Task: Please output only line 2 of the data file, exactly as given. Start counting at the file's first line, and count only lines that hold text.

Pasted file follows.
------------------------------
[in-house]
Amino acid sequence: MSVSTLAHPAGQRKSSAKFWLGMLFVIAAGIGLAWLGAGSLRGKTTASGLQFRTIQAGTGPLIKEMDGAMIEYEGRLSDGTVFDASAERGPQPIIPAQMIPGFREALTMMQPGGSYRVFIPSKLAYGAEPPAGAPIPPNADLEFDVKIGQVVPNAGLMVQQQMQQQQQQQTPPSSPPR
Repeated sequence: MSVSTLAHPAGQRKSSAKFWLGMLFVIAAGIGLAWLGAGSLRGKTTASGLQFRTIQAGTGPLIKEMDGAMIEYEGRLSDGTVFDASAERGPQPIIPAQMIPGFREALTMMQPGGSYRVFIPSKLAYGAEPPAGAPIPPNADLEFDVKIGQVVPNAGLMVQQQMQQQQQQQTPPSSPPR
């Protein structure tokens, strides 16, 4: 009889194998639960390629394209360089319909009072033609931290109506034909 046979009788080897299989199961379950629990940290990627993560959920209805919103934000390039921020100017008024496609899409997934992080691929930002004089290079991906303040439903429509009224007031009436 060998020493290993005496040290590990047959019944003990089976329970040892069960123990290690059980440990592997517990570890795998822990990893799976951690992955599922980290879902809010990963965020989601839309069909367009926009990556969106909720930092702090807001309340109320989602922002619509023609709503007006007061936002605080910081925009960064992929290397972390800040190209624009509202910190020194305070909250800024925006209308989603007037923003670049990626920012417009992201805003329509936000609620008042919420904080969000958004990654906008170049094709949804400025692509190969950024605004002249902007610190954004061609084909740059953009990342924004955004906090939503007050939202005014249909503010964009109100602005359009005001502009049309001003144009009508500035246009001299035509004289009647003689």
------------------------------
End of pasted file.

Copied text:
Amino acid sequence: MSVSTLAHPAGQRKSSAKFWLGMLFVIAAGIGLAWLGAGSLRGKTTASGLQFRTIQAGTGPLIKEMDGAMIEYEGRLSDGTVFDASAERGPQPIIPAQMIPGFREALTMMQPGGSYRVFIPSKLAYGAEPPAGAPIPPNADLEFDVKIGQVVPNAGLMVQQQMQQQQQQQTPPSSPPR